Ghost Quartet OFF-BROADWAY REVIEWS

Photo: Sara Krulwich
  • NY TIMES

  • TIME OUT

Opening Night:
October 8, 2014
Closing:
November 1, 2014

Theater: Bushwick Starr / 207 Starr St, New York, New York, 11237

Synopsis: 

Award-winning composer Dave Malloy reunites with Great Comet stars Brent Arnold, Brittain Ashford, and Gelsey Bell for a song cycle about love, death, and whiskey. An interwoven tale spanning seven centuries, with a treehouse astronomer, a murderous sister, and the ghost of Thelonious Monk.

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  • NEW YORK TIMES REVIEW OF Ghost Quartet

    The Finest of Dead People
    Dave Malloy's ‘Ghost Quartet’ at the Bushwick Starr

    Ben Brantley

    October 10, 2014: Spirits rise in all sorts of ways in Ghost Quartet, a rapturous little show that asks the musical question: “If you could be any kind of dead person, what kind of dead person would you be?” After due consideration of assorted supernatural species, including the currently in-vogue zombies and vampires, the answer arrives in soaring song in this four-person production, which opened on Wednesday night at the Bushwick Starr in Brooklyn. One would only want to be a ghost, of course, the kind that goes “hoo, hoo, hoo” all night. To say that’s what Ghost Quartet does is a more or less accurate but far from complete description of its inebriating effect. Written and composed by Dave Malloy — the rollicking talent behind the hit Off Broadway popera Natasha, Pierre, and the Great Comet of 1812 — this happily haunted song cycle speaks in many styles.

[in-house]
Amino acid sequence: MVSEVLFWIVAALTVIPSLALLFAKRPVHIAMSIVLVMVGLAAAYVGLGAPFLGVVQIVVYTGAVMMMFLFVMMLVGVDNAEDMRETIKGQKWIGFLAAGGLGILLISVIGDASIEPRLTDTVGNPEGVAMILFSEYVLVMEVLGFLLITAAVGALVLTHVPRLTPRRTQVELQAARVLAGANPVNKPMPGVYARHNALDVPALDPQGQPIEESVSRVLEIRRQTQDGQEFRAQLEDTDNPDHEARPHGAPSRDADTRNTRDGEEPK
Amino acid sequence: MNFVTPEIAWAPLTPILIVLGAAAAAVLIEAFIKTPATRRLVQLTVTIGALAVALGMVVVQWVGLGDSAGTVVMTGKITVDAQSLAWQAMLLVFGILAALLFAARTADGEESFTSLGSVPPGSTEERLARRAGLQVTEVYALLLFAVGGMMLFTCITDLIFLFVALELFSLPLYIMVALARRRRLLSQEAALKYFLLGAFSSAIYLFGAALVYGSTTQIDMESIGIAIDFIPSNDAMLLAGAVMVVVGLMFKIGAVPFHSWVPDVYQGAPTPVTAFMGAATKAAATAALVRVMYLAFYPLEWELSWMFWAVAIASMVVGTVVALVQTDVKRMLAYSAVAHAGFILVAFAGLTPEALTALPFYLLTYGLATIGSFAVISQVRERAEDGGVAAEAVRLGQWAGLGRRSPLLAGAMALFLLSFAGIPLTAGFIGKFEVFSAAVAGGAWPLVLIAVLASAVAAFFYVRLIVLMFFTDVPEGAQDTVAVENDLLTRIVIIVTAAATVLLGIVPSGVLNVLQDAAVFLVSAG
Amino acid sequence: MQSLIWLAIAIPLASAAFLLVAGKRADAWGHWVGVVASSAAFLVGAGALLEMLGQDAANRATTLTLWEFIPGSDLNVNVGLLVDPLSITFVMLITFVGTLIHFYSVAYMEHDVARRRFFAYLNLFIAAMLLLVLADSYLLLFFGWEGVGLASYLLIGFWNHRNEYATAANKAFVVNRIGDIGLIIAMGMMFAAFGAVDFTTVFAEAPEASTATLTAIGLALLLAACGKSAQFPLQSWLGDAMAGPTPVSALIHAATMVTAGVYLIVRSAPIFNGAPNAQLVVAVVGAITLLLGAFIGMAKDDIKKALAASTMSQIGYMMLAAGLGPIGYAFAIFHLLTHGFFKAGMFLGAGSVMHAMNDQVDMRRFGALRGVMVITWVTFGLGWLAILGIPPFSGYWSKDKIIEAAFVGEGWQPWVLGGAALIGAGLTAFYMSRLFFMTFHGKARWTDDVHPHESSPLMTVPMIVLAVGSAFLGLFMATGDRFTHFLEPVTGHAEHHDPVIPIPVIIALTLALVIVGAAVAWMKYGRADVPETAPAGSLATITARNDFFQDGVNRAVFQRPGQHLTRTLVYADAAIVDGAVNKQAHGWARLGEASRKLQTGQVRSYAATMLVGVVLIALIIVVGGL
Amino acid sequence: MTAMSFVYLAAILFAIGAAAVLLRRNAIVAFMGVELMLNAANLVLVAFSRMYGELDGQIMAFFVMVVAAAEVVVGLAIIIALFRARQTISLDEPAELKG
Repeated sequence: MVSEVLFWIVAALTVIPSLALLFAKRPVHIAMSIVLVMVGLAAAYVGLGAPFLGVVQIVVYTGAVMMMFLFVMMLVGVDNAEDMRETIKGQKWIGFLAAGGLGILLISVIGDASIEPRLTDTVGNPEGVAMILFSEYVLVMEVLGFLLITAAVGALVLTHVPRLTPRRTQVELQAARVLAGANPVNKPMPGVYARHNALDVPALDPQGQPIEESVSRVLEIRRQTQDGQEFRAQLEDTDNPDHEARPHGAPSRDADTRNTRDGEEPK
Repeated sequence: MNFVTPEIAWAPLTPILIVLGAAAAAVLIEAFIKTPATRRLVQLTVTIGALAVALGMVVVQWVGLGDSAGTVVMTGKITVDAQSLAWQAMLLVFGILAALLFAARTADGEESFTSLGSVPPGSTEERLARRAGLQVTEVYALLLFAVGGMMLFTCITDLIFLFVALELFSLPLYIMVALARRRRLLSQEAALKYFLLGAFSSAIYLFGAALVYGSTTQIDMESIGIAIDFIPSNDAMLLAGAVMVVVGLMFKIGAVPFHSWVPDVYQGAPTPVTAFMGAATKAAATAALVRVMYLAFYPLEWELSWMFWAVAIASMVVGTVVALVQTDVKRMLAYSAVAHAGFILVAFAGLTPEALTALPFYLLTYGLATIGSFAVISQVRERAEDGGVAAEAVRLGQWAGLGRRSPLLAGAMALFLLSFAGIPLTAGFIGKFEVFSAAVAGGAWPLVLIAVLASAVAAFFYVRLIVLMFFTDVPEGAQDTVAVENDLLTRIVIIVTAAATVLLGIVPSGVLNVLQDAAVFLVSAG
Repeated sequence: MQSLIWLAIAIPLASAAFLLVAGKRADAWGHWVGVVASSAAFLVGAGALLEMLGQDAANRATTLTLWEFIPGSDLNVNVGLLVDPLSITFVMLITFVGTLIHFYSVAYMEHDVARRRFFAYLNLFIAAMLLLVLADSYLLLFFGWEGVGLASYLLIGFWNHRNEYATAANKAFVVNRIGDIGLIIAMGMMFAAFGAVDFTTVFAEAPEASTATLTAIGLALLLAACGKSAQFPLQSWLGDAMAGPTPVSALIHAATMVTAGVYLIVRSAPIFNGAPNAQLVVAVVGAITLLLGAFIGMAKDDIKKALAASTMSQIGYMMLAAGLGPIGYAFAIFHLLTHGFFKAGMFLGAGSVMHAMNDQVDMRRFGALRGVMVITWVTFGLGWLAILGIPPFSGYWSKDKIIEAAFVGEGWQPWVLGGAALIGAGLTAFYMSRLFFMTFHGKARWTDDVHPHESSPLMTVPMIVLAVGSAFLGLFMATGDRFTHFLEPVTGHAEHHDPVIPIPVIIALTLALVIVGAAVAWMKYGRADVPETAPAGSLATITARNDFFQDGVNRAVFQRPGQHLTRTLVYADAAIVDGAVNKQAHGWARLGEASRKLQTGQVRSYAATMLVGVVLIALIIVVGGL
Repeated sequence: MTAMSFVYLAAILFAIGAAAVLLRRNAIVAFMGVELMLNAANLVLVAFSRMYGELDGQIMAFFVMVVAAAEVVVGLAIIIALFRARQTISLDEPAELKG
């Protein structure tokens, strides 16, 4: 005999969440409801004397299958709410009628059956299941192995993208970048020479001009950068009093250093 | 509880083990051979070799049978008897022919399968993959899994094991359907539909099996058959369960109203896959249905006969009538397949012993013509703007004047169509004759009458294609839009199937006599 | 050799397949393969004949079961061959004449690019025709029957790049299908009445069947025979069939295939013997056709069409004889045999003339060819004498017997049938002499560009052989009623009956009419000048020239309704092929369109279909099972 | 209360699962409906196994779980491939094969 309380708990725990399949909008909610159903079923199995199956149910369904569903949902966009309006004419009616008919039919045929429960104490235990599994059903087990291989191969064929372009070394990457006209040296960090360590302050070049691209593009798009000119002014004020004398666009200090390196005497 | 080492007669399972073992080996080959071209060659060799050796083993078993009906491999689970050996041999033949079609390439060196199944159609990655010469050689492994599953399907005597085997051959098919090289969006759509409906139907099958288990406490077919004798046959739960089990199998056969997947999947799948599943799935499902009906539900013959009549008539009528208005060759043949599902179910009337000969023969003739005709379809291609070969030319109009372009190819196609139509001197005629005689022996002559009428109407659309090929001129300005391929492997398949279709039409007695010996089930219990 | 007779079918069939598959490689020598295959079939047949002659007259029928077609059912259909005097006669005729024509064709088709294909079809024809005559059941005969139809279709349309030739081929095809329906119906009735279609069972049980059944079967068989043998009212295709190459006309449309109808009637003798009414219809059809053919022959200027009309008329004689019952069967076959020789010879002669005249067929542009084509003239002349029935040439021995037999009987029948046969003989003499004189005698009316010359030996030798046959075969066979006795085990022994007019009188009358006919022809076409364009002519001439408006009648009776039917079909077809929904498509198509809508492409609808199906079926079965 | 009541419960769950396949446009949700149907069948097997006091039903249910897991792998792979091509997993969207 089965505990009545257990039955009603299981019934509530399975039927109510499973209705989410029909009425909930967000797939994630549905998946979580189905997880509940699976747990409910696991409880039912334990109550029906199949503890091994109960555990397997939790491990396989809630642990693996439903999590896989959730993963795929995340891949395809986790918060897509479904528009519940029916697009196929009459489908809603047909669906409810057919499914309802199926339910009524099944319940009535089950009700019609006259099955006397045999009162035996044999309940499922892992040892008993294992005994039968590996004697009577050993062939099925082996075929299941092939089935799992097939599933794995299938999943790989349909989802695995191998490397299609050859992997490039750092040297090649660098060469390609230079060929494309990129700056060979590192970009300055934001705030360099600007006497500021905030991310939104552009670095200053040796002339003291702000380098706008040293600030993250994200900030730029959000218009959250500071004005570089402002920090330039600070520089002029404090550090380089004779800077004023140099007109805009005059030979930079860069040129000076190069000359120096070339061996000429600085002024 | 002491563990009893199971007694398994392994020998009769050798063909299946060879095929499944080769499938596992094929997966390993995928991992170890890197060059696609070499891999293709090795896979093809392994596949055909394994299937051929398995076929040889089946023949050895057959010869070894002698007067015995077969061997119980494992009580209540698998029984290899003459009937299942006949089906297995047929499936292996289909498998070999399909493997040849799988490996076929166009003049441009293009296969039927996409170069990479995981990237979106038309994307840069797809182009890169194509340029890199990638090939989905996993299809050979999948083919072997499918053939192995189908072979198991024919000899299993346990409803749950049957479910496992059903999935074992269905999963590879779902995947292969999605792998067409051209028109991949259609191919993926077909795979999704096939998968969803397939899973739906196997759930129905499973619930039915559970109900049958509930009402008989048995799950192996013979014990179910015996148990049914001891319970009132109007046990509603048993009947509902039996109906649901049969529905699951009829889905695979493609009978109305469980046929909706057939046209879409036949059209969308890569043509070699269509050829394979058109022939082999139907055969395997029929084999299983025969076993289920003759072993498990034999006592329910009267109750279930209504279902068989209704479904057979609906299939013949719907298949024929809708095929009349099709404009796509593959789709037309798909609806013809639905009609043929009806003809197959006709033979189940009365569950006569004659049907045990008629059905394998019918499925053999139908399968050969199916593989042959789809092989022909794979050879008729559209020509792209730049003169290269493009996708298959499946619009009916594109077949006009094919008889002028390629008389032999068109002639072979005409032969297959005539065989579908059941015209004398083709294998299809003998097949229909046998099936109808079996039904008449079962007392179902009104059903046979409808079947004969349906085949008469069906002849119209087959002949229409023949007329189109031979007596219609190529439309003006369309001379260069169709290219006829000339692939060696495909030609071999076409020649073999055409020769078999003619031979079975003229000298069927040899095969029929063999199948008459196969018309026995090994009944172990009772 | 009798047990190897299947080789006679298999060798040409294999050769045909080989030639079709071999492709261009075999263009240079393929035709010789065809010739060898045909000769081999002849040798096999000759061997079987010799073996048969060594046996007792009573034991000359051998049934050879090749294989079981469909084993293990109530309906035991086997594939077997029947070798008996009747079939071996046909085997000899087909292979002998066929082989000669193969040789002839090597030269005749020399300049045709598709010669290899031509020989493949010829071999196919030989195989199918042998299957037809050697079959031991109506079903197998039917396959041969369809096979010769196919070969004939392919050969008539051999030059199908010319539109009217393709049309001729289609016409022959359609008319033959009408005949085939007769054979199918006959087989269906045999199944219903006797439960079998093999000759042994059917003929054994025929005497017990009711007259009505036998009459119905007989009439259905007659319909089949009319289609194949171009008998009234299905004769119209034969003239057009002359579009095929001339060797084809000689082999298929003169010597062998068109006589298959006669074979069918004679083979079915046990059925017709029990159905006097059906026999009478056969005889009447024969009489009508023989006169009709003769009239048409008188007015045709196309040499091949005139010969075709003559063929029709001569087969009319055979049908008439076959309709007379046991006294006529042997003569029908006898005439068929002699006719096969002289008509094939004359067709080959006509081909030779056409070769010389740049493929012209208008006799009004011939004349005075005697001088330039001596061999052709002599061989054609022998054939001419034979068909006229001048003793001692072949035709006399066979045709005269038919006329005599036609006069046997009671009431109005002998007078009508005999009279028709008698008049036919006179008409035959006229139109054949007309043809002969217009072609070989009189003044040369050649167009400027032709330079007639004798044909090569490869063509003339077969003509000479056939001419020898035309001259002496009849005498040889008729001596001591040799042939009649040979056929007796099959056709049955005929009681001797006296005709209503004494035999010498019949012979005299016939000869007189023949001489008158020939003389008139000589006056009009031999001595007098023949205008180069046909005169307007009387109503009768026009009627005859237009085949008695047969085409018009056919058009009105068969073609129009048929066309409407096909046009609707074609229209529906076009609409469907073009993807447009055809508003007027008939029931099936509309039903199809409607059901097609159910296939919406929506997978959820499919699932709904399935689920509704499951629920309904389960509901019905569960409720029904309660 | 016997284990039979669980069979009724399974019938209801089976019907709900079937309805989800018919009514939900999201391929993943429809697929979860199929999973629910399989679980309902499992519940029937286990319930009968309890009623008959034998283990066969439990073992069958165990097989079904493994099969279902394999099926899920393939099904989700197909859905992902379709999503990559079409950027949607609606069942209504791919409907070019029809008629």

READ THE REVIEW
  • TIME OUT NEW YORK REVIEW OF Ghost Quartet

    The brilliantly inventive Dave Malloy shares a new song cycle about "love, death and whiskey"

    David Cote

    October 10, 2014: Dave Malloy’s theater songs make you blue like the sky: sad but high. Listening to his brand of emo-pop regret laced with cosmic hope, it’s like you’re watching a spectacular sunrise after a night of whiskey and lame flirting. Which is what might actually happen to you with his semistaged concept album, Ghost Quartet. First, they pass out free Jack Daniel’s. Second, they invite you to join them at a Bushwick bar after four “sides” and 23 songs that weave a drunken path through a forest of fragments (Scheherazade, Poe and the 2012 New York Post photo of a man about to be killed by a subway train). There’s not a linear story to follow, but the material coheres on a rich, intuitive level.

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